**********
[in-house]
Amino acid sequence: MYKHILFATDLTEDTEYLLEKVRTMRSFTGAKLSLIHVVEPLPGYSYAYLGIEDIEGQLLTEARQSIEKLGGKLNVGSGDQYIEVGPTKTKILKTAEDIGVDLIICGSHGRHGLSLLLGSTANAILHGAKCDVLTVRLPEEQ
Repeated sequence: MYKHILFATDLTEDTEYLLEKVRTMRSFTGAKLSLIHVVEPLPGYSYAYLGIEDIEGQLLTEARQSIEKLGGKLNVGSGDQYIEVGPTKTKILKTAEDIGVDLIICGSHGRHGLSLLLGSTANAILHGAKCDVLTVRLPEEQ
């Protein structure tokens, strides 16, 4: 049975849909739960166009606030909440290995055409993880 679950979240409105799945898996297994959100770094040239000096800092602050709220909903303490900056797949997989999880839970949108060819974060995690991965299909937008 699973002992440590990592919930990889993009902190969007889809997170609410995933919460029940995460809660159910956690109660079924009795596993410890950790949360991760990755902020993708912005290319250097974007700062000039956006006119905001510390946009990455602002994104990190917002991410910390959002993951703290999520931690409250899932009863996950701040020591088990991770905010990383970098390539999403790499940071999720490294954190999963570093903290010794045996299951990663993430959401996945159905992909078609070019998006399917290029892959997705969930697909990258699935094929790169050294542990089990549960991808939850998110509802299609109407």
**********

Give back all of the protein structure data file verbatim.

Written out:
[in-house]
Amino acid sequence: MYKHILFATDLTEDTEYLLEKVRTMRSFTGAKLSLIHVVEPLPGYSYAYLGIEDIEGQLLTEARQSIEKLGGKLNVGSGDQYIEVGPTKTKILKTAEDIGVDLIICGSHGRHGLSLLLGSTANAILHGAKCDVLTVRLPEEQ
Repeated sequence: MYKHILFATDLTEDTEYLLEKVRTMRSFTGAKLSLIHVVEPLPGYSYAYLGIEDIEGQLLTEARQSIEKLGGKLNVGSGDQYIEVGPTKTKILKTAEDIGVDLIICGSHGRHGLSLLLGSTANAILHGAKCDVLTVRLPEEQ
């Protein structure tokens, strides 16, 4: 049975849909739960166009606030909440290995055409993880 679950979240409105799945898996297994959100770094040239000096800092602050709220909903303490900056797949997989999880839970949108060819974060995690991965299909937008 699973002992440590990592919930990889993009902190969007889809997170609410995933919460029940995460809660159910956690109660079924009795596993410890950790949360991760990755902020993708912005290319250097974007700062000039956006006119905001510390946009990455602002994104990190917002991410910390959002993951703290999520931690409250899932009863996950701040020591088990991770905010990383970098390539999403790499940071999720490294954190999963570093903290010794045996299951990663993430959401996945159905992909078609070019998006399917290029892959997705969930697909990258699935094929790169050294542990089990549960991808939850998110509802299609109407």